witnesses were subjected to lengthy crossexamination,
they
have remained persistent in their statements and there was no
material contradiction so as to raise any doubt regarding their
credibility.
7. The statement of the complainantvictim
reveals that the
accusedappellant
had attempted to molest her on numerous
occasions. In order to attract culpability under Section 354 IPC,

the prosecution has to prove that the accused applied criminal
force on the victim with the intention of outraging her modesty.
In the case at hand, prior to the commission of the offence, the
accusedappellant
had attempted to molest the complainantvictim
on the same day itself. Later that night, the accusedappellant
forcibly entered the house of the complainantvictim
in
a drunken state, being aware about the absence of her husband.
Thereafter, the accusedappellant,
exerting criminal force,
pounced upon the complainantvictim
and forcibly lifted her
petticoat. Although, the complainantvictim
pleaded the accused
to stop considering the fact that she was his aunt; he responded
stating, it does not matter to him. The aforesaid action of the
accusedappellant
is sufficient to prove his culpability.
8. The counsel of the accusedappellant
has pleaded that the
actions of the accusedappellant
do not constitute the offence
under Section 511 read with Section 376, as the accusedappellant
had not committed any overt act such as; any attempt
to undress himself in order to commit the alleged act. This Court
in the case of Aman Kumar and Anr. v. State of Haryana,
(2004) 4 SCC 379 held that5

“11. In order to find an accused guilty of an
attempt with intent to commit a rape, court
has to be satisfied that the accused, when he
laid hold of the prosecutrix, not only desired to
gratify his passions upon her person, but that
he intended to do so at all events, and
notwithstanding any resistance on her part…”
9. The attempt to commit an offence begins when the accused
commences to do an act with the necessary intention. In the
present case, the accusedappellant
pounced upon the
complainantvictim,
sat upon her and lifted her petticoat while
the complainantvictim
protested against his advancements and
wept. The evidence of the daughter (P.W.2) also reveals that she
pleaded with the accusedappellant
to spare her mother. In the
meantime, hearing such commotion, other villagers intervened
and threatened the accused of dire consequences pursuant to
which the accused ran away from the scene of occurrence. Here,
the evidence of independent witness Sohan Lal (P.W.4) assumes
significance in corroborating the events on the date of
occurrence, wherein he has averred that at around 10:00 p.m,
he heard noise coming from the house of complainantvictim,
pursuant to which he saw the accusedappellant’s
wife holding
his neck coming out from the house of the complainantvictim.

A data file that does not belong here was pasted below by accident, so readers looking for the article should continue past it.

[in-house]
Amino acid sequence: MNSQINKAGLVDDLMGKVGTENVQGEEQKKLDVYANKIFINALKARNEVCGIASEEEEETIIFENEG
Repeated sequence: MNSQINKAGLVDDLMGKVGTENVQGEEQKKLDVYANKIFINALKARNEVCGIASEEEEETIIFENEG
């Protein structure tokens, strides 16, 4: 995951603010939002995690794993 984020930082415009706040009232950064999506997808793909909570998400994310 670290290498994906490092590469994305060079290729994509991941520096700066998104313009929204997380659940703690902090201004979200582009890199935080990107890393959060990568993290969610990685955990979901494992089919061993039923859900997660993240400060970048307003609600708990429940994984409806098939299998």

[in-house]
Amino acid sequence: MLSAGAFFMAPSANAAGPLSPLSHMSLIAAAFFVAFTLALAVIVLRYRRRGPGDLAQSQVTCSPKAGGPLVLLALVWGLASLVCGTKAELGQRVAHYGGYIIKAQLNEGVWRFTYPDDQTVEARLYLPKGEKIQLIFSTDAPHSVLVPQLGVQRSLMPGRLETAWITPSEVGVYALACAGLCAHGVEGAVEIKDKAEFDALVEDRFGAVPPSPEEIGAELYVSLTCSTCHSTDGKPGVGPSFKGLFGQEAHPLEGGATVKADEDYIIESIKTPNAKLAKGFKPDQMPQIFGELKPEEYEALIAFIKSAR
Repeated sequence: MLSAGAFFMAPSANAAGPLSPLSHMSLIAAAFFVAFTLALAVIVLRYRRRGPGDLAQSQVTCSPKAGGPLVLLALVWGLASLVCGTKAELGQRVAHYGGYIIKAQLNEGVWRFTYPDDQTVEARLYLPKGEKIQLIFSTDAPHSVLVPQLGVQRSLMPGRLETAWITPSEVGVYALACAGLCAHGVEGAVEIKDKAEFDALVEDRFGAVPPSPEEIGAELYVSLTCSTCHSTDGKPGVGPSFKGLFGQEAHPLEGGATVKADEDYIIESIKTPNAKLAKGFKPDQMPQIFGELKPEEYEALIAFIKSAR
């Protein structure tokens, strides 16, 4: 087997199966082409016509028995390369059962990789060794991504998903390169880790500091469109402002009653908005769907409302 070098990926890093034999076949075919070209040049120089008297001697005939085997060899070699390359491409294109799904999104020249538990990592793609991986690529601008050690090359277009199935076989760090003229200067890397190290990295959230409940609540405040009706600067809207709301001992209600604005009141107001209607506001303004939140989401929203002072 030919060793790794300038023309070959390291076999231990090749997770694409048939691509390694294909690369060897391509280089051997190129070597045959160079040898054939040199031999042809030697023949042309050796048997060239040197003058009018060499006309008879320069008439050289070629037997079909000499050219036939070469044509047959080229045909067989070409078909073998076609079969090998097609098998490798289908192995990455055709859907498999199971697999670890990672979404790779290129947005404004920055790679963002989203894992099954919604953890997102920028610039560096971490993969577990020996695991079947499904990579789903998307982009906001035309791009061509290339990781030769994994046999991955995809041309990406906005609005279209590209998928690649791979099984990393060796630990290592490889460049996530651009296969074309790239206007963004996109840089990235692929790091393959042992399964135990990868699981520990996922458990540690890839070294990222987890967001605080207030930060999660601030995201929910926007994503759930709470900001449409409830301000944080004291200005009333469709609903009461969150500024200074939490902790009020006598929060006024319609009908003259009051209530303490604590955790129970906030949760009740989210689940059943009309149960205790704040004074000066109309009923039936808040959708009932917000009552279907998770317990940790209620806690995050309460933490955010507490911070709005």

P.W.4
had also overheard the complainantvictim
complaining

that the accusedappellant
was quarreling with her.
10. Herein, although the complainantvictim
and her daughter were
pleading with the accused to let the complainantvictim
go, the
accusedappellant
did not show any reluctance that he was
going to stop from committing the aforesaid offence. Therefore,
had there been no intervention, the accusedappellant
would
have succeeded in executing his criminal design. The conduct of
the accused in the present case is indicative of his definite
intention to commit the said offence.
11. The counsel on behalf of the accusedappellant
placed reliance
upon the case of Tarkeshwar Sahu v. State of Bihar (Now
Jharkhand), (2006) 8 SCC 560 to claim the benefit of acquittal
for offence under Section 511 read with Section 376 of IPC. But,
on careful perusal of the aforesaid decision in the backdrop of
facts and circumstances of the present case, both the cases are
distinguishable as in the case cited above, it is clearly noted that
the accused failed at the stage of preparation of commission of
the offence itself. Whereas, in the present case before us the
distinguishing fact is the action of the accusedappellant
in

forcibly entering the house of the complainantvictim
in a
drunken state and using criminal force to lift her petticoat
despite her repeated resistance.
12. Further, the plea of the accusedappellant
regarding the delay in
registering the FIR has been duly considered by both the courts
below. It has been duly noted that the husband of the
complainantvictim
(P.W.3) was staying in Nandprayag while the
incident occurred in the remote village of Salna. Subsequent to
the incident, the complainantvictim
first travelled to meet her
husband (P.W.3). After narrating the said incident to him, she
further travelled to register a complaint before Chief Judicial
Magistrate, Chamoli, which is again far off from the place of
occurrence. Considering the aforesaid factual scenario, the delay
in registering the FIR does not affect the case of the prosecution
adversely.
13. Considering the facts and circumstances, the guilt of the
accusedappellant
has been established beyond doubt. In our
opinion, therefore, the courts below have rightly convicted and

sentenced the accused. In view of the aforesaid observations, the
appeal lacks merit and is accordingly dismissed.
..............................................J.
(N.V. RAMANA)
..............................................J.
(AJAY RASTOGI)
New Delhi;
November 20, 2019